Government / Politics

Redistricting Commission approves final district maps

The commission has until Dec. 27 to send certified maps to the Secretary of State Shirley Weber.
Senatorial District proposed final map. Image courtesy of the California Citizens Redistricting Commission.
Assembly District proposed final map. Image courtesy of the California Citizens Redistricting Commission.
Board of Equalization proposed final map. Image courtesy of the California Citizens Redistricting Commission.

Editor’s note: This article was updated to include comments from San Benito County Supervisor Bob Tiffany. It also incorrectly stated the Secretary of State Shirley Weber had until Dec. 27 to certify the maps. Last updated on Jan. 3 at 2:03 p.m. 

On Dec. 20 the 2020 California Citizens Redistricting Commission completed and approved final maps for the state’s Congressional, Senate, Assembly, and Board of Equalization districts. The commission has until Dec. 27 to send the certified maps to the Secretary of State Shirley Weber.

San Benito County is included in the:

  • 18th Congressional District that includes the east-half of Monterey and Santa Clara counties. Population by ethnicity: 50.52% Latino, 2.77% Black, 14.01% Asian and 30.81% white.
  • 17th Senatorial District that includes Monterey County, the north part of San Luis Obispo County and Santa Cruz County. Population by ethnicity: 27.54% Latino, 2.14% Black, 5.97% Asian and 62.24% white.
  • 29th Assembly District that includes the east-half of Monterey and south parts of Santa Clara and Santa Cruz Counties. Population by ethnicity: 55.34% Latino, 1.61% Black, 6.1% Asian and 35.10% white.
  • 2nd Board of Equalization District that includes the coastal counties from Ventura to Del Norte and neighboring counties such as Trinity, Lake, Napa, Contra Costa, Alameda and Santa Clara.

San Benito County Supervisor Bob Tiffany, who has voiced his concern with the new maps during supervisors meetings, said his initial reaction to the maps is that it’ll be negative for San Benito County.

“Our voices in San Benito County and more rural areas will get drowned out by the more populated areas of South San Jose,” Tiffany said.

Another of his concerns, he said, are if the county’s rural interest align with the rest of the new congressional district and losing Jimmy Panetta as a representative.

“Jimmy has done a great job for us representing San Benito County and on a broader level representing the rural communities in the Salinas Valley, the farm workers,” Tiffany said.

He added that he is trying to be optimistic about how the new congressional district may provide opportunities for San Benito County to partner with Santa Clara in mutual interest such as transportation.

“It’s possible that there’ll be some benefits there,” Tiffany said. “That may be one of the trade offs that may benefit us but that remains to be seen.”

According to a press release, the California Constitution states that public comment shall be taken for at least three days from the date of public display of any final statewide maps. It also stated the Commission shall not display any other map for public comment during that period.

“We have reached the finish line for the people’s redistricting process in California. When voters approved the Voters FIRST Act, it created a monumental shift in this decennial process,” stated Commission Chair Alicia Fernandez. “As Californians, my colleagues on this Commission and I answered the call to serve for this great state we honor and love. We conclude our map drawing responsibilities with pride in our final product. We started this process leaving politics out of the equation in hopes of achieving fairer and more equitable maps. I think I speak for my colleagues when I say mission accomplished! Thank you to all that participated in this process.”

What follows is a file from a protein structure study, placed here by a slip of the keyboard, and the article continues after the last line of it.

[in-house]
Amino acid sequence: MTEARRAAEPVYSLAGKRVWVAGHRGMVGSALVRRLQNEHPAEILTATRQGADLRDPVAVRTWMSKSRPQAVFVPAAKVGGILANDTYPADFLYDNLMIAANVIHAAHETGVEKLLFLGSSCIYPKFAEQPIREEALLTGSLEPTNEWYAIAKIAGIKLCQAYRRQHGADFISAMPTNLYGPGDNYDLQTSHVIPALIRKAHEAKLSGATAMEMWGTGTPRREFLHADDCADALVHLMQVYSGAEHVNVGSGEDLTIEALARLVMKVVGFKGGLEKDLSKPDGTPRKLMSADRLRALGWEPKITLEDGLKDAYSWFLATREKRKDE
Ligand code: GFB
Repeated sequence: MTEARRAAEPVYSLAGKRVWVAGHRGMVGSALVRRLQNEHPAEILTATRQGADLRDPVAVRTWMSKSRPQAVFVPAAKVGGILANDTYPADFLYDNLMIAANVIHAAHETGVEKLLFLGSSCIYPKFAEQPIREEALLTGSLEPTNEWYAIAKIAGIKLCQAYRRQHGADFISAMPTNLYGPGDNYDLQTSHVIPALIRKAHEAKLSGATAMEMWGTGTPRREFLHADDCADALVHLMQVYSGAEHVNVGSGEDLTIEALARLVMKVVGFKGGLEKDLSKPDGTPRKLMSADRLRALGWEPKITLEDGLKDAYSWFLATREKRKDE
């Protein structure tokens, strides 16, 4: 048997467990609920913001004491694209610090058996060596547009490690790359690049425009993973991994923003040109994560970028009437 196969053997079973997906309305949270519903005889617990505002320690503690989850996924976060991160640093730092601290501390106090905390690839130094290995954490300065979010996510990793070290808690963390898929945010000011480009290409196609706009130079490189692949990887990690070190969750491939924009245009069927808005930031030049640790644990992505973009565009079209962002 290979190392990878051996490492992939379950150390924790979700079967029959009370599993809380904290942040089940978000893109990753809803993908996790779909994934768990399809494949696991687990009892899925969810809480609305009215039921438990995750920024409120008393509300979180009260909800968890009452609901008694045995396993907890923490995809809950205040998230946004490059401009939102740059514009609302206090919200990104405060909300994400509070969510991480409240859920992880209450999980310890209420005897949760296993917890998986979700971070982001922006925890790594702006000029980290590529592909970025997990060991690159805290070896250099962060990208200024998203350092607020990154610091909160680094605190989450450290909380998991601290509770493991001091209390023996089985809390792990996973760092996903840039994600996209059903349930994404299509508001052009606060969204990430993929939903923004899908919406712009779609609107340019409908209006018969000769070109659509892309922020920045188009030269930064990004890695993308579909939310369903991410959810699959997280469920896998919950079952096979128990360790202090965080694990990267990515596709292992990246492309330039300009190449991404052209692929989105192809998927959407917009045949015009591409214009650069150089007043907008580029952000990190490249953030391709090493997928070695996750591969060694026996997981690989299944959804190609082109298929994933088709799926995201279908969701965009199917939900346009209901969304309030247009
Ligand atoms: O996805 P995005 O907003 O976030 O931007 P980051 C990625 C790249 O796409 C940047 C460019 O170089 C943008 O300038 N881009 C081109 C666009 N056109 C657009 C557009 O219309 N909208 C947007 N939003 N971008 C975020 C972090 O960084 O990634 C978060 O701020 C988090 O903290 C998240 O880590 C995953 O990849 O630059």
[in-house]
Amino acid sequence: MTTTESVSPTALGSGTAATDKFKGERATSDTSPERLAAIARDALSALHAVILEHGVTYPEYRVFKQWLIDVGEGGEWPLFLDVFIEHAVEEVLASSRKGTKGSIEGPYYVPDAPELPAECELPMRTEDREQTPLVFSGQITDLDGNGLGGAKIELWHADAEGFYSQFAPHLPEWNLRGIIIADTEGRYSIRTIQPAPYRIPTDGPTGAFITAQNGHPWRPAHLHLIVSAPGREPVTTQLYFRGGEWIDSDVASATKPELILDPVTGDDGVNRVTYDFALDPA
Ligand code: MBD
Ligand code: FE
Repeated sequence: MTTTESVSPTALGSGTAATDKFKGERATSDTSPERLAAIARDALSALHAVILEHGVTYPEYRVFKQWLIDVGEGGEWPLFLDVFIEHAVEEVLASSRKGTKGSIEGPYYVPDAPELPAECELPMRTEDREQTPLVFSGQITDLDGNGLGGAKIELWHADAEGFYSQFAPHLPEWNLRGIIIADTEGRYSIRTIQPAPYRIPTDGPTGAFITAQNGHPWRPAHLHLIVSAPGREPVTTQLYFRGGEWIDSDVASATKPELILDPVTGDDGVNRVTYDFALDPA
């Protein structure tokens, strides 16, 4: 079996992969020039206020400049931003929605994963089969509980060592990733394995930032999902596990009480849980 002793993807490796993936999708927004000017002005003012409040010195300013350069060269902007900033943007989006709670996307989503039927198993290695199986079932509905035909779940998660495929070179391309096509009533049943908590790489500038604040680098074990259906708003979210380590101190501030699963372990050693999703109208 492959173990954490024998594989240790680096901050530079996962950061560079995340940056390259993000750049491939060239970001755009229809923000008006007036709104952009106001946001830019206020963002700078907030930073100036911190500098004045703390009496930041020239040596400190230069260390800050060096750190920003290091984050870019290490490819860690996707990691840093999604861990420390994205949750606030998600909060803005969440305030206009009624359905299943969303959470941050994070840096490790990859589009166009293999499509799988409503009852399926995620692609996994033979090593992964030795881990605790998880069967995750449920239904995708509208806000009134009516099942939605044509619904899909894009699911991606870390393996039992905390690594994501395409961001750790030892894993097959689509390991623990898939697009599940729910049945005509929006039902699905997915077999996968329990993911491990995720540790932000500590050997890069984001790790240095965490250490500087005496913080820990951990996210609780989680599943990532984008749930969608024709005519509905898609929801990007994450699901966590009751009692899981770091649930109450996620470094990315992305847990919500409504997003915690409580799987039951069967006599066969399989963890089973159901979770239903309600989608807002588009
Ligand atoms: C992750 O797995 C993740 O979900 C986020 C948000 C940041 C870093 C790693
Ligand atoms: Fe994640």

According to the press release, the Commission drew four Board of Equalization districts, 52 Congressional districts, 40 Senatorial districts, and 80 Assembly districts that were drawn within the permissible population deviation.

Complete maps and statistics can be viewed here.

The Commission said it followed these criteria, in this order, to draw district maps:

  1. Districts must be of equal population to comply with the U.S. Constitution.
  2. Districts must comply with the Voting Rights Act to ensure that minorities have an equal opportunity to elect representatives of their choice.
  3. Districts must be drawn contiguously, so that all parts of the district are connected to each other.
  4. Districts must minimize the division of cities, counties, neighborhoods and communities of interest to the extent possible.
  5. Districts should be geographically compact: such that nearby areas of population are not bypassed for a more distant population. This requirement refers to density, not shape. Census blocks cannot be split.
  6. Where practicable each Senate District should be comprised of two complete and adjacent Assembly Districts, and Board of Equalization districts should be comprised of 10 complete and adjacent State Senate Districts.

In addition, it said the place of residence of any incumbent or political candidate may not be considered in the creation of a map, and districts may not be drawn for the purpose of favoring or discriminating against an incumbent, political candidate, or political party.

The redistricting process occurs every 10 years after the census is updated.

In 2008, California voters passed the Voters First Act, authorizing the creation of the independent California Citizens Redistricting Commission to draw new State Senate, State Assembly, and State Board of Equalization district lines. In 2010, the Voters First Act for Congress gave the Commission the responsibility of drawing new Congressional districts following every census.

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BenitoLink Staff